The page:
Digital Patterning

Welcome

This site is for industry professionals interested in faster, more profitable pattern making with digital patterning.

How do I know the pattern is right? - Part I

How do I know the pattern is right? - Part I

The Challenges of 3D to 2D Flattening

Validation of accurate and fast 3D to 2D flattening is a key requirement when considering the transition to digital pattering software.   Good results are dependent on the implementation of several factors. This article provides a discussion of some of the most important factors. 

The initial Tessellation (meshing) of the 3D design

Before a 3D CAD model can be flattened into a 2D pattern, the 3D design must be converted into a 3D mesh.  Meshing or Tessellation is a mathematical process used to represent the surfaces of the initial design model as a series of polygons (triangles) with no gaps.  

One thing to note is that the perimeter lengths of edges on the surface files vs. the lengths of the same edges calculated with tessellated meshes may vary.  This is due to the representation of those edges as curves, arcs or splines for the surfaces files vs. polylines for the tessellated meshes.    Also, of concern is the density of the mesh, which is represented by the number of mesh polygons, as well as the shape of the mesh polygons. See the shapes below for examples.

 The image shows the sample model with varying degrees of tessellation. Mesh tools within the CAD package are used to convert the 3D design model into a format ready for flattening.  Several conversion factors affect the margin of error between the design model and the mesh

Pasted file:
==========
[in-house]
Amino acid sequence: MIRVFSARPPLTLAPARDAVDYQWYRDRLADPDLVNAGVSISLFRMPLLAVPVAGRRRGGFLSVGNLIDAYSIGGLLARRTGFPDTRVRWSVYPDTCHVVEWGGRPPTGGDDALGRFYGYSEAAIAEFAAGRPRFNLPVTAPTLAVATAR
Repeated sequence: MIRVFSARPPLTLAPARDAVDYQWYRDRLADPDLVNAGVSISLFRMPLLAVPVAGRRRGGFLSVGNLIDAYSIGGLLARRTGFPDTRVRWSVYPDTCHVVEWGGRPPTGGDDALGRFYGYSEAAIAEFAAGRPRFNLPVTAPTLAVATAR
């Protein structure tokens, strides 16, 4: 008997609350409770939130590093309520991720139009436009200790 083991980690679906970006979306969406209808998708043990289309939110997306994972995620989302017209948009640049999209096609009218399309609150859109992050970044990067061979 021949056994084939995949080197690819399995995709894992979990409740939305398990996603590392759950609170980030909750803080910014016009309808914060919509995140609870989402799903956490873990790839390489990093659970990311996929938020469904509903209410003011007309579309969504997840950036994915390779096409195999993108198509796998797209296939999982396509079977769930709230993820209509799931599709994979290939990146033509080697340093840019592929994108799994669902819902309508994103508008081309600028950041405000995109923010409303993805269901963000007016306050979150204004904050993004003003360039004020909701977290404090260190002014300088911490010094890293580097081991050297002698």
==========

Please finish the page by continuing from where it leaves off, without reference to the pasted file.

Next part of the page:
The image shows the sample model with varying degrees of tessellation. Mesh tools within the CAD package are used to convert the 3D design model into a format ready for flattening.  Several conversion factors affect the margin of error between the design model and the mesh

Mesh Quality

 Click on the image to see how in ideal mesh for flattening is created

Click on the image to see how in ideal mesh for flattening is created

The goal of the initial tessellation is to represent the design with a minimum amount of error.  In most applications, surfaces are converted into a tessellated mesh by the 3D CAD programs. The meshes created by native CAD programs are not always optimal for flattening. The latest generation of 3D flattening software products provide integrated remeshing tools.  These tools are used to create a quality mesh which decreases flattening solve time and increases pattern accuracy.  Good quality meshes are characterized by:  

  • models with no more than 5,000 triangles,
  • six(6) triangles per vertex,
  • an aspect ratio of adjacent edges of 1-1,
  • a typical angle between the triangle edges of 60 degree.
  • uniform triangle size and density throughout the mesh

The ideal polygon is an isosceles triangle.

Flattening Algorithms

3D flattening software creates 2D pieces by first reformatting the triangles on a flat surface.  Depending on surface complexity and fabric material type, different algorithms are used for this step.  Most 3D flattening tools employ some combination of the following types of algorithms

  • Linear Isotropic algorithms
  • Linear Orthotropic algorithms,
  • Load Ratio algorithms (load to stress ratio),
  • Cubic Orthotropic algorithms,
  • Quintic Orthotropic algorithms.  

To learn more

In the next article we'll evaluate the impact of a series of additional 3D flattening capabilities including Strain relief feedback, precise material properties and software performance.   It is the combination of these factors that ensures the quality of the resulting patterns and the time savings achieved by ExactFlat clients.

To gain a better understanding of the tools and advantages of ExactFlat click on the link below and schedule a time to speak with one of our experts.   ExactFlat, the solution for fast, accurate 3D to 2D flattening.

How do I know the pattern is right? - Part II

How do I know the pattern is right? - Part II

Composite Materials are becoming the "Norm"

Composite Materials are becoming the "Norm"